Breakthrough Patient Recruitment

: Responsibility for Good Doctor-Patient Communication Lies with Both Doctors and Patients

Responsibility for Good Doctor-Patient Communication Lies with Both Doctors and Patients

Outreach Specialist

In a world where people are habitually trying to fit more responsibility into the same amount of hours--hours during which they are constantly connected to the world through mobile devices and other forms of technology--multitasking and disengagement in the present are becoming more of a new social norm. But what if this is the case when individuals are visiting their doctors?

Are you engaged?

As we know, communication is a two way street. How many times have you found yourself sitting in the doctor's room and either you or your doctor (or both) have one foot out the door already moving onto the next agenda item for the day? Or perhaps you just checked your email on your phone before the doctor came in, and your mind is engaged on that crucial client email instead of being fully focused on the information the doctor is communicating. On the other end, doctors are becoming more strapped for time as well with their increasingly busy schedules and sometimes temperamental new technology. 

Are you literate on your health?

Not only are time and engagement issues becoming more prominent in the doctor- patient communication relationship, but awareness and health literacy can also be barriers to ensuring that the patient fully understands how to best take care of his or her health. Doctors may explain vital information in a way that makes sense to them, with years of education in the medical field, but that explanation may not make sense to the patient who has no such education or knowledge.  Some individuals may not probe the doctor for further clarification because of intimidation. I've been guilty of this myself to avoid looking uneducated.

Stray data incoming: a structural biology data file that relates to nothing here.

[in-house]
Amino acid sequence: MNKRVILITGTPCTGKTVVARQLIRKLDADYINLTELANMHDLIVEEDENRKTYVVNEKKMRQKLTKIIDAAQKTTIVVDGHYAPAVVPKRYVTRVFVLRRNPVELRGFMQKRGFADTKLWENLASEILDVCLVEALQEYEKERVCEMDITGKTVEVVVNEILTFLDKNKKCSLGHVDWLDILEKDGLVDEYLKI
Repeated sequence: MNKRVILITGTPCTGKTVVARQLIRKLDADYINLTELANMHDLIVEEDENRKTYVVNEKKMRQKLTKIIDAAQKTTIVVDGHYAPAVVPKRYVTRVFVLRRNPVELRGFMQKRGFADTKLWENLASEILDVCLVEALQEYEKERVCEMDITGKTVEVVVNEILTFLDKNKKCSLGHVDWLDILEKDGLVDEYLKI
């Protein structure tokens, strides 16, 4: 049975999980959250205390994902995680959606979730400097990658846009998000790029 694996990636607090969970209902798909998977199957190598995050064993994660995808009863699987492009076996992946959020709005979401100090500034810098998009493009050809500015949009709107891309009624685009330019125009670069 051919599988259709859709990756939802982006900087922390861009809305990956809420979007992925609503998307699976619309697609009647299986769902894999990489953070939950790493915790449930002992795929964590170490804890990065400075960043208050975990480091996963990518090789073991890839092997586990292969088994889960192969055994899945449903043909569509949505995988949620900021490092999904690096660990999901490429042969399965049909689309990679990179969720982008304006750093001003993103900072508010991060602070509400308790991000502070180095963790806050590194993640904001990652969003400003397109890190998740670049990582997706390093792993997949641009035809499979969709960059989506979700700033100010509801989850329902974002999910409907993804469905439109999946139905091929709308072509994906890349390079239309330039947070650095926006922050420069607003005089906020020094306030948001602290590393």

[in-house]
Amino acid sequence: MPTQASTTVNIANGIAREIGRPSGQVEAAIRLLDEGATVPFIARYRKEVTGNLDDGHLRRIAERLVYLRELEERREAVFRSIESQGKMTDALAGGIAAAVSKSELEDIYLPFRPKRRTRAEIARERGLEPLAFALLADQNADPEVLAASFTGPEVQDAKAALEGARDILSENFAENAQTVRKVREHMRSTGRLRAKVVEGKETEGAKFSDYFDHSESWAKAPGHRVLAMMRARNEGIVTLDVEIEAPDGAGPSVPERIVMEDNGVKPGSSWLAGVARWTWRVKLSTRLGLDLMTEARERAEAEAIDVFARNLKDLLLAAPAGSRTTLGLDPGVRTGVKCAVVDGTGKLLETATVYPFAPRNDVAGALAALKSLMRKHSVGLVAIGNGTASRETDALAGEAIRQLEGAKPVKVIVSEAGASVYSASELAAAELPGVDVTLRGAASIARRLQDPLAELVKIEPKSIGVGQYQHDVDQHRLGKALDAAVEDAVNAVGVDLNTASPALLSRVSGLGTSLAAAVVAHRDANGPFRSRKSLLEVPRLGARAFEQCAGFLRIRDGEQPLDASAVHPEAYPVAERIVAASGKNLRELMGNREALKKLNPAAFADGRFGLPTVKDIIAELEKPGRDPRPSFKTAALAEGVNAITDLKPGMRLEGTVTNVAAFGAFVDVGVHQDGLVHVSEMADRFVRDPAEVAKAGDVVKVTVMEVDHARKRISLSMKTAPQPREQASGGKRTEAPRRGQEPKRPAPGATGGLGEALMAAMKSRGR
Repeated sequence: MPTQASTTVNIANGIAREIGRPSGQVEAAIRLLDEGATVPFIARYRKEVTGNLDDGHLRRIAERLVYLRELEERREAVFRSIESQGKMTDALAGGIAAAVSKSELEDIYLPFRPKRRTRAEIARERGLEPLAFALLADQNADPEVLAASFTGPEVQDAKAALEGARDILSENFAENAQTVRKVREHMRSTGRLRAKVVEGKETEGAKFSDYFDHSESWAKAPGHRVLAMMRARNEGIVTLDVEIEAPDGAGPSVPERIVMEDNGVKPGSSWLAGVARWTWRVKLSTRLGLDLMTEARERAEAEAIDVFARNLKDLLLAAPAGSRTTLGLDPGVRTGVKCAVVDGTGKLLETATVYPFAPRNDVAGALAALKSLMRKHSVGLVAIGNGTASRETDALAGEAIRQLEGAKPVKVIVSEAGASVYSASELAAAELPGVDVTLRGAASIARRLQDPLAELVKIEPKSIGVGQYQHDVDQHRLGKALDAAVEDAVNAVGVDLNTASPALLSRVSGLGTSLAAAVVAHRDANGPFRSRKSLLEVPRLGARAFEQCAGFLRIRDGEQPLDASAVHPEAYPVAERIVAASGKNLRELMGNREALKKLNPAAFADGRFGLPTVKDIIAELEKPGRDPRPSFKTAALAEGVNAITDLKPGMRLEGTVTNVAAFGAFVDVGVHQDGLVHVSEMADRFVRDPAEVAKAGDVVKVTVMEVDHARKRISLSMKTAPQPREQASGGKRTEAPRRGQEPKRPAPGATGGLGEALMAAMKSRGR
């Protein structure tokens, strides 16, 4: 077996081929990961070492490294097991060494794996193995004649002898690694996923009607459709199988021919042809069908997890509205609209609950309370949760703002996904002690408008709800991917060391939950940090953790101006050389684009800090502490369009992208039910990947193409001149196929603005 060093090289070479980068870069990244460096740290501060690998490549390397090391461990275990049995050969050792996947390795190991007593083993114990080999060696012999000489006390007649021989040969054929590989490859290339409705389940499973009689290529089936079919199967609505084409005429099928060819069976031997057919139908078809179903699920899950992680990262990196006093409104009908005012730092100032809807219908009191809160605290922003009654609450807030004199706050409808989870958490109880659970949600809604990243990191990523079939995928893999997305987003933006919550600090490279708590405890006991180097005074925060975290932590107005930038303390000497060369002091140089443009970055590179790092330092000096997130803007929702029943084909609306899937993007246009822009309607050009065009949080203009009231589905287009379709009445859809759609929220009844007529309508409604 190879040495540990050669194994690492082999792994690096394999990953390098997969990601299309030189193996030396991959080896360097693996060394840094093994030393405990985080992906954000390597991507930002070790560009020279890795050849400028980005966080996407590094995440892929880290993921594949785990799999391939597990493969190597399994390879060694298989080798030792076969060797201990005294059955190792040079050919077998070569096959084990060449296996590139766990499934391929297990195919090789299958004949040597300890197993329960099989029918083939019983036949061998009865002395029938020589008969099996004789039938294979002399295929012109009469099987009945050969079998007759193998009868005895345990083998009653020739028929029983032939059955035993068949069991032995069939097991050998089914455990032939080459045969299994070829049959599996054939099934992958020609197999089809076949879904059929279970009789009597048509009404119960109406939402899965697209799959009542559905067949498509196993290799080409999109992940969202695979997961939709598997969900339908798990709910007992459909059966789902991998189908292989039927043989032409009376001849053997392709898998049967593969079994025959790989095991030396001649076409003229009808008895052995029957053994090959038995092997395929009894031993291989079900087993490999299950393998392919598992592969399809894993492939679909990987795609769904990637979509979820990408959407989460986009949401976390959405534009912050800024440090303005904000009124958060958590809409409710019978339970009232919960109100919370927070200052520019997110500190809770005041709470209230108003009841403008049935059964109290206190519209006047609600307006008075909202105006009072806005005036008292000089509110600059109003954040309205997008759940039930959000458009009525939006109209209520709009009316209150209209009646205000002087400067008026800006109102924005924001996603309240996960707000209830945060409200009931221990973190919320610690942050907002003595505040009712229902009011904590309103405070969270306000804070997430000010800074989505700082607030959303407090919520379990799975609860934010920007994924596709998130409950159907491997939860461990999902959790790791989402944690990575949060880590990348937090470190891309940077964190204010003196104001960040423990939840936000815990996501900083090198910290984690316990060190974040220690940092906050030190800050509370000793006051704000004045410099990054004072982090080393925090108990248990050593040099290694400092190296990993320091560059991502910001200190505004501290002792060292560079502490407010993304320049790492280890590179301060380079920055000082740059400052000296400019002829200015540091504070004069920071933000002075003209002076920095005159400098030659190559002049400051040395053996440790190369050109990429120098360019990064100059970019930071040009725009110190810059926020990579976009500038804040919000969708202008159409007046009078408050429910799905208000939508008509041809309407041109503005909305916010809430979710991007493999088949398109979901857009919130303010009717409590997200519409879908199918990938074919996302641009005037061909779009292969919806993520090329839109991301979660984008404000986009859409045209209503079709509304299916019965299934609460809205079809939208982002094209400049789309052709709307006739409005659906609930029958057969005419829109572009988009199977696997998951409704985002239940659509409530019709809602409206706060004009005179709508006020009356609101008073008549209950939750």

What poor communication means for your health

When you're healthy, doctor's appointments may seem rote, but when you're facing a more challenging diagnosis, effective communication is critical. For example, kidney disease is an often misunderstood health issue. People who are at high risk for kidney disease include individuals with high blood pressure, diabetes, a family history of kidney disease, or who belong to an ethnic group with high incidences of these health issues. Say an individual has a physical, and after review, the doctor determines that everything looks fine outside of high blood pressure. The doctor and patient communicate efforts to manage blood pressure--important information to be sure because high blood pressure can cause a host of health problems. But what might be missed is this conversation with a patient at risk for kidney disease is what else the patient can do to avoid developing kidney disease, since they are now at a higher risk because of the high blood pressure. Are all patients informed that their high blood pressure also puts them at a higher risk for developing kidney disease? Are doctors mentioning it and offering measures to prevent the development of kidney disease?

Be the number one advocate for your health

Next time you visit the doctor, make sure you allow enough time to be there and be fully engaged in what the doctor is saying. Discuss with the doctor all possible effects that may come from any health issue or concern. And if you don't understand something, make sure to ask the doctor to explain. The pace of life may be fast, but that's the point. Life is too short to overlook important health concerns. Slow down and ask questions. If you feel like you're being rushed by the doctor or don't understand something, speak up! Don't be embarrassed; your health is worth it!

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The Healthy(ist) blog is a platform to share, learn about, and debate topics related to public and social health, scientific research, health communications, and behavior change.
We invite and encourage anyone interested in current public health and health communication trends and issues to join MMG's contributing bloggers in adding their voice to the ongoing discussion about how we can advance health, together.

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